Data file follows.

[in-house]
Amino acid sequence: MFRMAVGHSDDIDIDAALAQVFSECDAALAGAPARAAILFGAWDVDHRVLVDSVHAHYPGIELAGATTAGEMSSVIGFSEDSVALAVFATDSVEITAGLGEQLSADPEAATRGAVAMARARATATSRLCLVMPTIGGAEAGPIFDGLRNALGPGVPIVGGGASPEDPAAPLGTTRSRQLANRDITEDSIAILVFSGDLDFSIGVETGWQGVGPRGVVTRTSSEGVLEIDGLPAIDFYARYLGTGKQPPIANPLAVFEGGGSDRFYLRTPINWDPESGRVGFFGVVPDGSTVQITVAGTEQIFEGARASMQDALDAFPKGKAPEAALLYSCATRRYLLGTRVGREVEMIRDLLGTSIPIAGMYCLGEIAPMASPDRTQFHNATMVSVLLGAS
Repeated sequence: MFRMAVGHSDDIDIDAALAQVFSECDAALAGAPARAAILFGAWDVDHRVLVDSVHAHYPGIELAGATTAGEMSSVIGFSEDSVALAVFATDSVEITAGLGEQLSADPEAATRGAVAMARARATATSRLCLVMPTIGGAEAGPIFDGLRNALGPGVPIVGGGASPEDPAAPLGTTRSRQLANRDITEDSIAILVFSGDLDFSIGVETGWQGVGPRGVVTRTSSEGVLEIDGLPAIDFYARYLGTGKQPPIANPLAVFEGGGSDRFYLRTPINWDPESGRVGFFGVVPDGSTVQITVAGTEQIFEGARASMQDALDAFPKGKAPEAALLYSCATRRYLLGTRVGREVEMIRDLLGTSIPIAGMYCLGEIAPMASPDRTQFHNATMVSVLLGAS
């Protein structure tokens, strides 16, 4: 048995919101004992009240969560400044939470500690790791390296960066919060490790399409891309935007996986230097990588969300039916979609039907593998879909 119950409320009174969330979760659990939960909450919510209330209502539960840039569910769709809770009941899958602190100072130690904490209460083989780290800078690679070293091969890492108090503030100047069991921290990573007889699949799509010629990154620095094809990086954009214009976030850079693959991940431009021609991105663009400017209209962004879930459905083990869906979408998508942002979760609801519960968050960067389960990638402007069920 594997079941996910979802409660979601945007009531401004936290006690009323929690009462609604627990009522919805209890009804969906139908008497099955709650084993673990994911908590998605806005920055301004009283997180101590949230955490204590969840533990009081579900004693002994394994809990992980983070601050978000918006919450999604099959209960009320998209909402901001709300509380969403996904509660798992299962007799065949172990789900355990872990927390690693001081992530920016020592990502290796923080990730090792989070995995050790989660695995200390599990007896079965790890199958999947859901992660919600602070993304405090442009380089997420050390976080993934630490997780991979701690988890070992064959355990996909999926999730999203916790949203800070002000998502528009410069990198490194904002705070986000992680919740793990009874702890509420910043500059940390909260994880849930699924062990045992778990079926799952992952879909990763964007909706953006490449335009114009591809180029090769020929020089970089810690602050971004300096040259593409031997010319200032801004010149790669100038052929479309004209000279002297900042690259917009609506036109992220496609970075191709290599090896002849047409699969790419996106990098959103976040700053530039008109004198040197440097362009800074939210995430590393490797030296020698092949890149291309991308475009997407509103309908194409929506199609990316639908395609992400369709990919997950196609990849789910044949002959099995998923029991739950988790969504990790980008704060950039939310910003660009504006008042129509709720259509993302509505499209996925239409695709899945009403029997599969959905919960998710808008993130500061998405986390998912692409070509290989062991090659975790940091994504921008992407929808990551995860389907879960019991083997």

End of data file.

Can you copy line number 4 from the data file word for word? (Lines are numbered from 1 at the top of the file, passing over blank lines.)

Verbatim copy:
């Protein structure tokens, strides 16, 4: 048995919101004992009240969560400044939470500690790791390296960066919060490790399409891309935007996986230097990588969300039916979609039907593998879909 119950409320009174969330979760659990939960909450919510209330209502539960840039569910769709809770009941899958602190100072130690904490209460083989780290800078690679070293091969890492108090503030100047069991921290990573007889699949799509010629990154620095094809990086954009214009976030850079693959991940431009021609991105663009400017209209962004879930459905083990869906979408998508942002979760609801519960968050960067389960990638402007069920 594997079941996910979802409660979601945007009531401004936290006690009323929690009462609604627990009522919805209890009804969906139908008497099955709650084993673990994911908590998605806005920055301004009283997180101590949230955490204590969840533990009081579900004693002994394994809990992980983070601050978000918006919450999604099959209960009320998209909402901001709300509380969403996904509660798992299962007799065949172990789900355990872990927390690693001081992530920016020592990502290796923080990730090792989070995995050790989660695995200390599990007896079965790890199958999947859901992660919600602070993304405090442009380089997420050390976080993934630490997780991979701690988890070992064959355990996909999926999730999203916790949203800070002000998502528009410069990198490194904002705070986000992680919740793990009874702890509420910043500059940390909260994880849930699924062990045992778990079926799952992952879909990763964007909706953006490449335009114009591809180029090769020929020089970089810690602050971004300096040259593409031997010319200032801004010149790669100038052929479309004209000279002297900042690259917009609506036109992220496609970075191709290599090896002849047409699969790419996106990098959103976040700053530039008109004198040197440097362009800074939210995430590393490797030296020698092949890149291309991308475009997407509103309908194409929506199609990316639908395609992400369709990919997950196609990849789910044949002959099995998923029991739950988790969504990790980008704060950039939310910003660009504006008042129509709720259509993302509505499209996925239409695709899945009403029997599969959905919960998710808008993130500061998405986390998912692409070509290989062991090659975790940091994504921008992407929808990551995860389907879960019991083997």